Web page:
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Three Future Habs at 1924 Olympic Games in Chamonix, France


What a difference 86 years makes, and then, well it should!

Things certainly looked more primitive when taking a look back at the 1924 Winter Olympic Games in Chamonix, France, but one thing is certain, Canada dominated then as it often did in recent times.

Imagine outscoring the round robin competition 85-0!

That’s just the way it went at those games, the Canadian hockey team’s second as they trounced Sweden 22-0, the Czechs 30-0 and the Swiss 33-0.

And these were Canada’s amateurs then, as the Toronto Granites, Allen Cup champions of 1922, were chosen to be Canada’s representative team.

(Photos for this piece were selected from an online PDF report on the 1924 Olympic Games and from the SIHR website. For more on Canadiens at the Olympics, Lions In Winter has two separate entries, one for players from Les Habitants on Team Canada and another for Habs on different international teams.)

The Granites were made up of Cyril Slater, Reginald Smith, Harry Watson, Harold McMunn, Dunc Munro, Beattie Ramsay, Jack Cameron, Ernie Collett, Bert McCaffrey and coach Frank Rankin. The amateur senior team won the second consecutive gold medal for Canada at the Olympics Games.


Truth be told, hockey at the Olympics was still very much in formative stages. Russia and Finland were not represented, and the tournament featured eight nations, many of whom have not come a long way since in international competition.


Above clockwise: Dunc Munro thwarts an American rush;  Alphonse Lacroix clears a rebound; the United States Olympic team.

In 1924, Pool A featured Canada, Sweden, Czecoslovakia and Switzerland, and Pool B included the United States, Great Britain, Belgium and France. The States took the Silver while the Britain’s edged the Swedes 4-3 to win Bronze in the tournaments only one goal game.

For their part, the American club impressively thumped Belgium 19-0, France 22-0 and Great Britain 11-0. The went on to wallop the Swedes by a 20-0 score while Canada took care of Great Britain 19-2. The final saw Canada defeat the Americans 6-1 for their second Gold medal at the games.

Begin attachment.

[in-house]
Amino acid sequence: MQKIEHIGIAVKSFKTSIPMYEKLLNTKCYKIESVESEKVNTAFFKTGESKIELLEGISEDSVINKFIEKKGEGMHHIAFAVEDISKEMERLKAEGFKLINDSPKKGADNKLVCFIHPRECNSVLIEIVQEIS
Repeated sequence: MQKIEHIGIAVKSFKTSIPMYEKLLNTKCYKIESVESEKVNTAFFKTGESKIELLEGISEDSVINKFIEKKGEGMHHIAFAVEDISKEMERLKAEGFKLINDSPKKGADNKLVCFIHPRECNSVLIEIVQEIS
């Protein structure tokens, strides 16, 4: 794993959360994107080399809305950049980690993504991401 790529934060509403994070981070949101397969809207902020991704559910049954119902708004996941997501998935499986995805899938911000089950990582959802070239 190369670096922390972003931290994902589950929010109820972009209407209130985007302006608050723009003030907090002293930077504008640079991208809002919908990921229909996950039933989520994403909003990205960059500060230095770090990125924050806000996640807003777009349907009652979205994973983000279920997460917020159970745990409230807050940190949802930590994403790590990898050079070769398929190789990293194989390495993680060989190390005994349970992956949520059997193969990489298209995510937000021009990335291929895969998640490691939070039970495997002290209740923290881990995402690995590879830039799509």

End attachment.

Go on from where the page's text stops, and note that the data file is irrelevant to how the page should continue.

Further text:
Above: Canada and the United States in the 1924 Gold Medal Game

Eighty-two hockey players from eight nations took part, and it was Canada’s Harry Watson who lead the tournament in scoring with 37 goals and 9 assists in five games.

Reginald “Hooley” Smith, a star with the Ottawa Senators from 1924-27 and the Montreal Maroons from 1927 to 1936 was undoubtably Canada’s greatest player at these games. For Smith, the Olympics were the start of a storied career that would see him also play with Boston and the New York Americans. He would score exactly 200 NHL goals in 715 games. A member of the famous “S” Line with Nels Stewart and Babe Siebert, Smith was inducted into the Hockey Hall Of Fame in 1972.


Two future Montreal Canadiens played for the Canadian Olympic Team in 1924, before turning pro in the NHL following the games. A third player, a goaltender, won silver with the U.S. team.


Dunc Munro (left) and Bert McCaffrey (center) were never great stars on the Canadiens and both joined the team in the early 1930’s

Munro, a defenseman, joined the Montreal Maroons immediately after the games, and spent seven seasons with the club before winding down his career with one campaign (1931-32) with the Canadiens.

McCaffrey, a right winger, also turned professional after the 1924 Olympic Games, playing for the Toronto St.Pats, the Maple Leafs, the Pittsburgh Pirates and the Montreal Canadiens. McCaffrey was a Stanley Cup winner in 1929-30 with Montreal, but was sent to the minor Providence Reds midway through the following season, missing out on a second Cup.

The most notorious of the three players was Alphone “Frenchy” Lacroix (right and below), goaltender for the U.S. Olympic team at the Chamonix, France games. Unlike others, the Newport, Massachusetts born Lacroix returned home to finish university before signing with the Canadiens on November 10,1925. Curiously, Lacroix signed on with the Habs as a practice goaltender while stalwart Georges Vezina was about to begin his sixteenth season as the Canadiens goalie. As fate would have it, Vezina became seriously ill during his first game in 1925-26



Above: Team Sweden, second in Pool A and fourth overall.


Above: Team Czechoslovakia, third in Pool A.


Above: Team Belgium, fourth in the B Pool.


Above: Team France, third in Pool B.


Above: Team Switzerland, fourth in Pool A, first in cheese.


Above: the spectacular setting of the 1924 games, with fans at rinkside.

Below: team lineups and a shot of how much net Frenchy Lacroix covered.


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